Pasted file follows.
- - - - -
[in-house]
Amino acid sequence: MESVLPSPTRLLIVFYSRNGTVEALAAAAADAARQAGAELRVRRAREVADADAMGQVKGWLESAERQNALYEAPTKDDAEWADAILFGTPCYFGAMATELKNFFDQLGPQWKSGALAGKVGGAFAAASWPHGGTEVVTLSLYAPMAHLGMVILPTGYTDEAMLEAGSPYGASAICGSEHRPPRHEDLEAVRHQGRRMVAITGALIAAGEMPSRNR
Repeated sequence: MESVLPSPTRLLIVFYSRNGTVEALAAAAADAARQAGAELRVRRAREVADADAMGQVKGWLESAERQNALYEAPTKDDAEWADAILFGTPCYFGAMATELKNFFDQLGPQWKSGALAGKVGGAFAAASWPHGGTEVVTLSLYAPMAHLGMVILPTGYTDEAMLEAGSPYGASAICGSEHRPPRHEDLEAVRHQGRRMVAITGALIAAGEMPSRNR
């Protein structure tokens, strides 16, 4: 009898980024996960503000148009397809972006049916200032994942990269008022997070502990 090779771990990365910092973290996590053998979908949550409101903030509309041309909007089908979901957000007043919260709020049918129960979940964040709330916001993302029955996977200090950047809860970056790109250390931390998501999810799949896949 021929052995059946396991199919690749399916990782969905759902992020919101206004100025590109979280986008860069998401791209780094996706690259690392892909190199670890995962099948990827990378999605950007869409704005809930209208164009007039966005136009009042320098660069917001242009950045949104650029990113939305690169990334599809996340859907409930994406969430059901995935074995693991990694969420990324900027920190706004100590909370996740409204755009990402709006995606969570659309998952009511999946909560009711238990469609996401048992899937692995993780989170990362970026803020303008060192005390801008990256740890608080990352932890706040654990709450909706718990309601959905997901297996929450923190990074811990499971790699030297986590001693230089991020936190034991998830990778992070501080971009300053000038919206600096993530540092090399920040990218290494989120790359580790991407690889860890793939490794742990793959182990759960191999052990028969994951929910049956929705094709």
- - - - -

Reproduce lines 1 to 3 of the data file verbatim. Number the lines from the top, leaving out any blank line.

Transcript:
[in-house]
Amino acid sequence: MESVLPSPTRLLIVFYSRNGTVEALAAAAADAARQAGAELRVRRAREVADADAMGQVKGWLESAERQNALYEAPTKDDAEWADAILFGTPCYFGAMATELKNFFDQLGPQWKSGALAGKVGGAFAAASWPHGGTEVVTLSLYAPMAHLGMVILPTGYTDEAMLEAGSPYGASAICGSEHRPPRHEDLEAVRHQGRRMVAITGALIAAGEMPSRNR
Repeated sequence: MESVLPSPTRLLIVFYSRNGTVEALAAAAADAARQAGAELRVRRAREVADADAMGQVKGWLESAERQNALYEAPTKDDAEWADAILFGTPCYFGAMATELKNFFDQLGPQWKSGALAGKVGGAFAAASWPHGGTEVVTLSLYAPMAHLGMVILPTGYTDEAMLEAGSPYGASAICGSEHRPPRHEDLEAVRHQGRRMVAITGALIAAGEMPSRNR